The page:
TARPON SPRINGS — It didn't take long for Kenzo Kawashima, a teacher visiting from Nagano, Japan, to grab the attention of Tarpon Springs Middle School seventh-graders.
He told them Japanese students clean their own schools, even the bathrooms.
"They clean every day," said Kawashima, 39, an English teacher participating in the city of Clearwater's annual sister city exchange program.
The city has hosted a Nagano teacher as part of the program since 1959.
Kawashima has been in Pinellas County since Oct. 17, staying with volunteer host families, visiting schools and checking out the local landscape.
Kawashima will leave the Tampa Bay area Monday.
In addition to Tarpon Middle School, he has given presentations at Bayside and Countryside high schools, Carwise and Dunedin Highland middle schools, Chi Chi Rodriguez Academy and Vincero Academy.
Middle school students in the Clearwater-Nagano exchange program will travel to Japan in June. Kawashima's school will host the students who stay with Japanese families.
During his visit to Tarpon Springs from Wednesday to Friday, Kawashima told students about the differences at Matsushiro Junior High, where there are 500 students and 40 teachers.
"I have 41 students in my homeroom," he said Thursday. "Teachers move, students generally stay in one room."
He went on to say students do not have a cafeteria, but serve themselves lunch and bring their trays back to their desks.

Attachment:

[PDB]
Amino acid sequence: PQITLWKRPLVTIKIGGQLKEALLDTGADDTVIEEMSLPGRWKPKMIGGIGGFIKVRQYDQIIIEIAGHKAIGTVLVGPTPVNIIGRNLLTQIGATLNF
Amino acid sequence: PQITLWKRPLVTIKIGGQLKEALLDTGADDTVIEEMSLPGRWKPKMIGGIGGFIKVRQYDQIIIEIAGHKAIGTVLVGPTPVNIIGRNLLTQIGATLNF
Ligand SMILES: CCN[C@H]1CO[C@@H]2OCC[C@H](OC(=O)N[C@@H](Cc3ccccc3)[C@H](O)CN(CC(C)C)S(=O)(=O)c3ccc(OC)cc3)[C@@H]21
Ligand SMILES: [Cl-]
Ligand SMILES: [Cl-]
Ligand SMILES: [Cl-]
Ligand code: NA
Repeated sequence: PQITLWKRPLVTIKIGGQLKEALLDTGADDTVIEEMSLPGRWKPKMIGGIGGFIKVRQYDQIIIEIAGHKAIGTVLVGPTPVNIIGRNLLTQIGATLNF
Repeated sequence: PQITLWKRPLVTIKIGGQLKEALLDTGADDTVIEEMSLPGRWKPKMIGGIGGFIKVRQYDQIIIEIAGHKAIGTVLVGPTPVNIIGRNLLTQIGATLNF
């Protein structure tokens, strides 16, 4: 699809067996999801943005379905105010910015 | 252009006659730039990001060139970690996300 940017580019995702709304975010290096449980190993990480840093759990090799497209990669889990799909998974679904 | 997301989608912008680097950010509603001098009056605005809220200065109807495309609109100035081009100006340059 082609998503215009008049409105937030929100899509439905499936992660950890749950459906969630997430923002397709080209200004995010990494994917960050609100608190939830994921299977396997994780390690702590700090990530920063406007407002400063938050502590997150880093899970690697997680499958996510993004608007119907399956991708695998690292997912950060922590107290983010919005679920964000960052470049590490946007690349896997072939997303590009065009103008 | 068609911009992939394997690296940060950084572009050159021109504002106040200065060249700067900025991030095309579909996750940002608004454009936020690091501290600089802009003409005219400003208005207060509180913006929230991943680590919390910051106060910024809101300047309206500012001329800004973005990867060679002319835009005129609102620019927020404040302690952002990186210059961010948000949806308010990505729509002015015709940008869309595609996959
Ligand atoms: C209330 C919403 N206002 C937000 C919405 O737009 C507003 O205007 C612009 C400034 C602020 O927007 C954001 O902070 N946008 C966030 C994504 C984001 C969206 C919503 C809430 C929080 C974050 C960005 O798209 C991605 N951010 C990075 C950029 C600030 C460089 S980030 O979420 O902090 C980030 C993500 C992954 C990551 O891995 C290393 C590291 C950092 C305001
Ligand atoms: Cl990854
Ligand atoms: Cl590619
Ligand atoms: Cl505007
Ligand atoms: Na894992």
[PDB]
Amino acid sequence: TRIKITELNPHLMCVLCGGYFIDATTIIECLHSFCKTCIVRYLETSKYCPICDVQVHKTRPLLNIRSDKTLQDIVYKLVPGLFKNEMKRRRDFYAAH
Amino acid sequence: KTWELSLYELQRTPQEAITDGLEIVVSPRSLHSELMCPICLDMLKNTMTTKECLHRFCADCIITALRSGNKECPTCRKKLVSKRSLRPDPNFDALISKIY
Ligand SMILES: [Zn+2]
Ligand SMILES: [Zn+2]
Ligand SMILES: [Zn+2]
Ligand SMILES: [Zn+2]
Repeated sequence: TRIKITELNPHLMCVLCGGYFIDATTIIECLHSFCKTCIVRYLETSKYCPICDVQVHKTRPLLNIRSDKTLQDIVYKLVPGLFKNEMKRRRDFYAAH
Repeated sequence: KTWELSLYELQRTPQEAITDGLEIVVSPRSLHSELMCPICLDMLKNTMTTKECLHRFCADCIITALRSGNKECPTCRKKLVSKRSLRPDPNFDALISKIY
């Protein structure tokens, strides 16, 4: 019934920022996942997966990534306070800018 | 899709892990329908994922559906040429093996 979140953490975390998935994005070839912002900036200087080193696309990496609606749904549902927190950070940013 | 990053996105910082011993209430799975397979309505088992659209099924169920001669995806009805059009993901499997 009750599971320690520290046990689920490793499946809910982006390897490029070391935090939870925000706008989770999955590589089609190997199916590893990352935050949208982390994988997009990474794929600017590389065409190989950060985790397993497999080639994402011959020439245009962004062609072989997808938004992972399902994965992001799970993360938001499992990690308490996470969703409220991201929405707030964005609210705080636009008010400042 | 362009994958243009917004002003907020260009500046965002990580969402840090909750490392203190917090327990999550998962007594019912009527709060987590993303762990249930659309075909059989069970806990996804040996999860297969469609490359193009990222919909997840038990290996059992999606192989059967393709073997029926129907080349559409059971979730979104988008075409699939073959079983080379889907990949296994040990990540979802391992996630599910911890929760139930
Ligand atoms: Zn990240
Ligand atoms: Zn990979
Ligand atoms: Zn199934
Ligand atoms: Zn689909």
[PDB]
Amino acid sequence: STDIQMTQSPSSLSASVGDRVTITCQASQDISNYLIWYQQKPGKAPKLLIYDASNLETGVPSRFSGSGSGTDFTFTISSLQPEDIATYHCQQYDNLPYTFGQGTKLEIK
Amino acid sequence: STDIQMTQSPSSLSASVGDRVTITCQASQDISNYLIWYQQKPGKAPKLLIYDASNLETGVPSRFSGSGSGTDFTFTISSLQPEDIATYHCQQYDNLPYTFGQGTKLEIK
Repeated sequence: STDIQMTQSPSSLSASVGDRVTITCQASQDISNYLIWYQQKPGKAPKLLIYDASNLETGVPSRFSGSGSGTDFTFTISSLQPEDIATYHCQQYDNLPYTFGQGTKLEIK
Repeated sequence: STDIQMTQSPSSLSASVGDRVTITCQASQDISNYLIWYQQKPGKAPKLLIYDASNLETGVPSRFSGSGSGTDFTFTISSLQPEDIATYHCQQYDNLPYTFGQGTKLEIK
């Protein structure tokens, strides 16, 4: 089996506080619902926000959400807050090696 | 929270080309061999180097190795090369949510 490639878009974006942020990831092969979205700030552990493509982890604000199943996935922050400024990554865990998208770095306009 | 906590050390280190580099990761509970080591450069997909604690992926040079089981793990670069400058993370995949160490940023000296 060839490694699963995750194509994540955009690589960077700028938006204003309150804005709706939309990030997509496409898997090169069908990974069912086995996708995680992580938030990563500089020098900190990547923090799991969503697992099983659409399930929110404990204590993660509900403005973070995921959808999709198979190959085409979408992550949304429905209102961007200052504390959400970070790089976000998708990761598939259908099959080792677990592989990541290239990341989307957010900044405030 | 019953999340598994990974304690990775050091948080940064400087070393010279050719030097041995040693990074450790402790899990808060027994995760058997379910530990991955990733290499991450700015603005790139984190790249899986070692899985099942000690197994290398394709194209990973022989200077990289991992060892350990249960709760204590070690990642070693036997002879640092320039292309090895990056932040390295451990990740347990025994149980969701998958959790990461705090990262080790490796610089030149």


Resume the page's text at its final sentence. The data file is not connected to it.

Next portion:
Hands shot up in the air.
"Can students chew gum?" asked Steven Miller, 12, of Tarpon Springs.
"Never allowed," said Kawashima handing out play money, Japanese yen, of course, to students who asked questions.
"Do students get hit if they're bad?" asked Gabriella Jalo, 12, of Palm Harbor.
"No," Kawashima said. "I give them double homework."
Some students shrugged.
Richard Wisemiller is the teacher of the class and Kawashima's host. He also is a former exchange teacher who lived and taught in Japan during 1996-97 and will be a chaperone for Pinellas County middle school exchange students visiting Nagano in June.
He helped explain how added homework could affect a Japanese student's life.
"Japanese students attend school from 7 a.m. to 7 p.m.," said Wisemiller.
"Do they take the FCAT?" asked Karina Klyuchits, 12, of Tarpon Springs.
"No," Kawashima said. "But many attend private schools … for two more hours after school in preparation for a high school placement test all students must pass."
He explained that the high school a student attends is chosen based on that placement test grade.
While this was Kawashima's first U.S. trip, he won't soon forget all he has seen or eaten.
"I will first tell everyone about alligators. I was shocked to see them," said Kawashima, who saw the reptile near Bright House Networks Field in Clearwater. "In Japan, we only see them in zoos.
"There are so many different foods to eat, too. My favorites so far, Chicago deep dish pizza, hot dogs and Sloppy Joes."
He has snapped more than 1,000 photographs, plus shot video to share with his wife and sons, ages 3 and 6.
As part of his trip, Kawashima could choose two non-Pinellas U.S. cities to visit and he selected Chicago and Miami because of his love of American basketball.
"I saw a Chicago Bulls game and will see Miami Heat play before I go home," Kawashima said. "I learned English from junior high, high school and university teachers, but have watched the NBA on TV for 20 years. My real English teachers were NBA commentators."